We should start by saying that Chelsea Marcantel’s A White Girl’s Guide to International Terrorism has more than a few things going for it—compassion for human failure, a keen sense of how teenagers view time, and a lead role that allows for a superb, complex performance by Isabel Langen. When it stays within the confines of late adolescent portraiture, it soars in ways the old ABC After School specials sometimes caught the dangerous passageways between child and adult.
And of course we should add the grand belief of our age—that the Internet compounds the mistakes of adolescence a thousand times over. It’s an open question, but no less heartbreaking when young fools fall prey to online voices and slip into, say, terrorism. Especially when that young woman, cunningly named Blaze, is stuck in an economic wasteland while possessing a mind filled with fire and hope.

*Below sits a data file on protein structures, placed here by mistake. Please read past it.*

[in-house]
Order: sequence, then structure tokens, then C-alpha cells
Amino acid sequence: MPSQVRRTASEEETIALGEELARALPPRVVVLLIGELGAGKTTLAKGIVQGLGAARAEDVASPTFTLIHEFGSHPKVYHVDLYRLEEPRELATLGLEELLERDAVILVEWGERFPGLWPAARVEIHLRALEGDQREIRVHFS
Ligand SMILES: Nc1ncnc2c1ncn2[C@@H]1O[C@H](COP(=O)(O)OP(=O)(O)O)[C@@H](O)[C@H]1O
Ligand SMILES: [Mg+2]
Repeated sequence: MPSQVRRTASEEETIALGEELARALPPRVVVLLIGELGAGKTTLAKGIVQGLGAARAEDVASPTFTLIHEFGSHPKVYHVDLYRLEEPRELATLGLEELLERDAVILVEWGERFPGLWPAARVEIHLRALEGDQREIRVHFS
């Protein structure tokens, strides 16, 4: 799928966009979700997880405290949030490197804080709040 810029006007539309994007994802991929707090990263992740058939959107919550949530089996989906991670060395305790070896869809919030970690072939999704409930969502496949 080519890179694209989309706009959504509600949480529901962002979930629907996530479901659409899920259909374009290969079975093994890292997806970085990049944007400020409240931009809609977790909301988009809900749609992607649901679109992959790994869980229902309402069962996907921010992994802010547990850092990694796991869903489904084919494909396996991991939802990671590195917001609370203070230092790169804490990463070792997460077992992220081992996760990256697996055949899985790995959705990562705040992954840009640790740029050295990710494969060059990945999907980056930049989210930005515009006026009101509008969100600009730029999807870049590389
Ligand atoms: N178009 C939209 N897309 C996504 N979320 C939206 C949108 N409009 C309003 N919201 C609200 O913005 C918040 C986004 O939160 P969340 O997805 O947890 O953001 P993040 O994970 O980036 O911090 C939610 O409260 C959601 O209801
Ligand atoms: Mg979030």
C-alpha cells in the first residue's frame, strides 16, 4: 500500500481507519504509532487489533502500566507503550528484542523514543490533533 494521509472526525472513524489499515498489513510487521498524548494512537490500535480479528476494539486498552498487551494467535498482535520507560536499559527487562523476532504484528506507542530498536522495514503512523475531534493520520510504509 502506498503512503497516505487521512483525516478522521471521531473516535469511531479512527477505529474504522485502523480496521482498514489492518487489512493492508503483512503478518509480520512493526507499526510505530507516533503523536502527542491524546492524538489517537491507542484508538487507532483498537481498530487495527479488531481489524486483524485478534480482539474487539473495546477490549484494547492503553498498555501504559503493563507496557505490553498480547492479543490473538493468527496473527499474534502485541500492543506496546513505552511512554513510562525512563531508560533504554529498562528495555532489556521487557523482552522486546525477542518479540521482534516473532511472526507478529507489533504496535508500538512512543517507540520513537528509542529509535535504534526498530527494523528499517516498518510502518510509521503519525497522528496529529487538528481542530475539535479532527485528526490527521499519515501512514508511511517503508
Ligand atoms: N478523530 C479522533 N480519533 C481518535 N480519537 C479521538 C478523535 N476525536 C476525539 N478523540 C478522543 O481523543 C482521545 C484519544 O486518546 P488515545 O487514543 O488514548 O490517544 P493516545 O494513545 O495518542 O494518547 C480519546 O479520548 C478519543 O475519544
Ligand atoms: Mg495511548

Now we should end by saying that A White Girl’s Guide suffers from the desire to say something significant, directly and forcefully, about the world. Without disputing the play’s critique of how the FBI prosecutes cases of domestic terrorism, we can safely say that Marcantel’s depiction is rather unconvincing. As the play becomes more and more about Blaze’s case rather than her flirtations with and embrace of terrorism, the drama turns flat and overwrought.
You sense more than a few of the tensions of contemporary American playwriting in White Girl’s Guide. Marcantel has the skill and focus to burrow into the psyche of a restless young woman, but she hasn’t the vision or scope to lift that depiction past a detailed character sketch. Sensing that her work needs more, she parrots true criticisms of law enforcement in ham-handed ways. Like terrorism, it’s a false path to significance.
There’s more to art than declaring your allegiance to the right side and Marcantel, after finding a worthy subject of our attention, misses a vaster, more terrifying world than a FBI sting and all the injustices that surround it.
‘A White Girl’s Guide To Terrorism’ runs through March 3 at the Creativity Theater in San Francisco. For tickets and information click here.Read More